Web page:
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Priya Mirmira
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July 15, 2010

Shadowed Summer
Author: Sandra Mitchell
Published: Delacorte Books for Young Readers (2009)
Pages: 192 (hardcover)

“Wind kissed my ear, cool and soft, and I heard a voice. It sounded like clover tastes, green and new and sweet. Where y’at Iris?”

Are you a fan of ghost stories? Well, if you take one look at “Shadowed Summer,” you can tell it’s a ghost story. This book by Saundra Mitchell is about a 14-year-old girl named Iris, who spends her summer living with her dad in Louisiana and hanging out with her best friend, Collete. It is a perfectly “relaxing” summer until Iris is haunted by a ghost of 17-year-old Elijah Landry, a boy who met a mysterious death many years ago. The main questions are: Why is he back and why is he haunting Iris?

I have read many ghost stories, and this is by far the worst. I absolutely hated this book. The story was dull and the characters were vague. The plot, while somewhat intriguing, was bogged down by unnecessary details and a lack of character development. The story reminded me a great deal of “Twilight” by Stephanie Meyer, but that isn’t a good thing. As in Twilight, most of the writing in “Shadowed Summer” is filler. For example, Iris goes to a café and orders a soda while explaining how much it costs and why it goes well with her chips.

“When I got to the register, I was careful to hold my can instead of setting it down. I didn’t wasn’t to get a dirty look for leaving a ring on his counter. Mr. Ourso returned from the back, scrubbed his hands with a dish towel, and then threw it over his shoulder when he saw me waiting.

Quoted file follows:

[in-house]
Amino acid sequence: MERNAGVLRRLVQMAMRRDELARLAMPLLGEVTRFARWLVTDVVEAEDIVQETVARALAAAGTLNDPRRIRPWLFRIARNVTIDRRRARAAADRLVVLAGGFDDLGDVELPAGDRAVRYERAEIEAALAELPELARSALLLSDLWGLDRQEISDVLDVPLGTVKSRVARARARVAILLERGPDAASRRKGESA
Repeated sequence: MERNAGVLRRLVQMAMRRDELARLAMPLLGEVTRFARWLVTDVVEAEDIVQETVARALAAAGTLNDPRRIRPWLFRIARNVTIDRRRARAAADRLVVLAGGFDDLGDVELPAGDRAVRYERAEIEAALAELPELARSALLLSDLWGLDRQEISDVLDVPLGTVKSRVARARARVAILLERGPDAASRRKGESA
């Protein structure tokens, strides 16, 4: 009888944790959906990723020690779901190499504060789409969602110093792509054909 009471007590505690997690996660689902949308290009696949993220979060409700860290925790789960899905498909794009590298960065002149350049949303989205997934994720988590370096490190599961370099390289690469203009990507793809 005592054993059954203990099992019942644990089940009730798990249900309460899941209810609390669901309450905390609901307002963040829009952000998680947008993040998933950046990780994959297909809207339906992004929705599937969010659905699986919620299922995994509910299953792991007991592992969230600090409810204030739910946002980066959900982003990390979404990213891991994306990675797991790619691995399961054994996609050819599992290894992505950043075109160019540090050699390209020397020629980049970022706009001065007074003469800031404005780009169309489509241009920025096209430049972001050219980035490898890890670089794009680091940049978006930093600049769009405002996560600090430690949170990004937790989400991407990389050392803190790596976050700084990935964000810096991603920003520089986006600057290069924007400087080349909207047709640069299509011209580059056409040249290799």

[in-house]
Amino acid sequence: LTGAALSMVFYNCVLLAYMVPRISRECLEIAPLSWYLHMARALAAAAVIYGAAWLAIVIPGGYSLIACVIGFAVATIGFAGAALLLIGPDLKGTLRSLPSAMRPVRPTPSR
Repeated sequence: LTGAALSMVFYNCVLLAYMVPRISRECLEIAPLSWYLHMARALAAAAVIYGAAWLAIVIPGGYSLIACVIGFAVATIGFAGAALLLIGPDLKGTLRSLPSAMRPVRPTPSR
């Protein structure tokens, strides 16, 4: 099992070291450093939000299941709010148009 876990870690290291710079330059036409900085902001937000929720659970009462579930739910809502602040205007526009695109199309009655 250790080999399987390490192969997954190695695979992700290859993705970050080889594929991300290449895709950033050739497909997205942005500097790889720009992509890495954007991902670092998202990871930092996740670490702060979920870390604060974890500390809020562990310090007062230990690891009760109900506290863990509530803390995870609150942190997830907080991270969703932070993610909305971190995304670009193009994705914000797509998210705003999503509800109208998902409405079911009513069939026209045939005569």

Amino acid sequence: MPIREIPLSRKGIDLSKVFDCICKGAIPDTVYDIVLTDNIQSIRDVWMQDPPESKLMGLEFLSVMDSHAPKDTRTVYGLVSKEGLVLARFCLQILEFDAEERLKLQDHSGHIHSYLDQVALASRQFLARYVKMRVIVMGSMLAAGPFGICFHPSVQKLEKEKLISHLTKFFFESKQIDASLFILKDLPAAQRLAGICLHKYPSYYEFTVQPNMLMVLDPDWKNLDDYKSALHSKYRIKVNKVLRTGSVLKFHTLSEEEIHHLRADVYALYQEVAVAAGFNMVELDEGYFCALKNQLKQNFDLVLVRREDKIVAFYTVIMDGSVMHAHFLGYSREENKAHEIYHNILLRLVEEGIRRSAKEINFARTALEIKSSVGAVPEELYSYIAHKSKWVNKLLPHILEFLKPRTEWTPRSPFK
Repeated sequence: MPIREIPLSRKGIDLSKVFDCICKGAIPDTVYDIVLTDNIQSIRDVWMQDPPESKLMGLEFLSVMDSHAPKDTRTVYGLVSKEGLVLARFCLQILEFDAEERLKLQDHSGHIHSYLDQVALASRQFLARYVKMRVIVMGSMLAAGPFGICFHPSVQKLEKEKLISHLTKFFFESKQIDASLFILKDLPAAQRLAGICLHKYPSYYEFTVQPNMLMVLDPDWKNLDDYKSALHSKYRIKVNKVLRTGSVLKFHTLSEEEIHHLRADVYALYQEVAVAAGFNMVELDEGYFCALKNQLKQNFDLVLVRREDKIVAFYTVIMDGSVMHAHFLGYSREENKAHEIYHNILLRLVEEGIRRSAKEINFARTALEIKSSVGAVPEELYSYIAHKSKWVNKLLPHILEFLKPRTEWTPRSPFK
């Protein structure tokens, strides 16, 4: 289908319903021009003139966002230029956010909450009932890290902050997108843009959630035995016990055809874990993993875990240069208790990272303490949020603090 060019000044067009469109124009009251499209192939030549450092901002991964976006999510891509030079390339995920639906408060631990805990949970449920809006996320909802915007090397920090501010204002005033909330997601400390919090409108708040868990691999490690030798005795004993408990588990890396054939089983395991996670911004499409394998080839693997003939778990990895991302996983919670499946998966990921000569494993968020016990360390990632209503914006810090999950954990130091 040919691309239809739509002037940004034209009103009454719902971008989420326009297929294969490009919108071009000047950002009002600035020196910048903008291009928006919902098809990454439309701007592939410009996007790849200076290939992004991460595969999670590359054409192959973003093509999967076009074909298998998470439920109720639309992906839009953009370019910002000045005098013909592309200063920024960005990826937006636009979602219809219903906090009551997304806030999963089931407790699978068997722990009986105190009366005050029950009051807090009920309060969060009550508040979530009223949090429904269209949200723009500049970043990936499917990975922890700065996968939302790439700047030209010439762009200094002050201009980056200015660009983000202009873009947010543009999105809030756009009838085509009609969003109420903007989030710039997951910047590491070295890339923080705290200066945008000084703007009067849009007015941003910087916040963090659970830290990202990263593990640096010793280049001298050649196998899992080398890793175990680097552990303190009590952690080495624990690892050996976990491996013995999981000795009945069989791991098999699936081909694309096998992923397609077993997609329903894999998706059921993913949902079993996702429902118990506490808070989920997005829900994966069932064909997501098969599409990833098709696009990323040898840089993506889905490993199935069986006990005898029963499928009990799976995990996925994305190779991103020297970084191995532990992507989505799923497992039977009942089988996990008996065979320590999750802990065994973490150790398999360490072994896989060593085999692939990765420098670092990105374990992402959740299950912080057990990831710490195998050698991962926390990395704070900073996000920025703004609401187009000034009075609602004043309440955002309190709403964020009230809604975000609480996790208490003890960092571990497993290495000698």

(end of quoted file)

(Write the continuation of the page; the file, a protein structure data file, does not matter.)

‘Got some salt and vinegar chips that go real good with that’ he said, nodding at my soda as he opened the gate to get behind the counter. ‘They’re on sale.’

I hesitated, because I didn’t really like salt and vinegar chips. They were only fifty cents though, and I thought Mr. Ourso might like me a little better if I bought them.”

The truth is, I don’t care what Iris bought or how much it cost or what she was thinking when she did it. What I was aching to know throughout the entire book was “What is she going to do about the ghost?”

Shadowed Summer was really difficult to finish. It was only 192 pages long, but it took me around two months to get through it. I couldn’t connect with any character in any way. Even their personalities seemed flat, like Mitchell was in a rush to get this book finished, edited, and out on the market.

The book did not have a climax, and to me, the climax is the most important part of the story. Without it, the story dangles. The story did have some captivating parts, but instead of elaborating on them, the author ended them abruptly and started on one of the many days where Iris goes to a café and orders this, this, and this and does that, that, and that.

I wish that the author would have made it more interesting by including more character and plot development. She could have probably included and extra 20 or so more pages to give the characters room to develop and learn from their experience. If there was any character development I failed to comprehend and understand it.

The language in this book was simple. If this book had had more elaborate vocabulary, I probably would’ve enjoyed it a bit more because the characters might have had more depth.

If there are any redeeming qualities to this book, I would say that it is easy to understand and you can easily pick out the plot and probably predict what will happen. But having an easy-to-understand plot is not enough to make this a good story. It certainly isn’t enough for me to recommend Shadowed Summer to anyone. 


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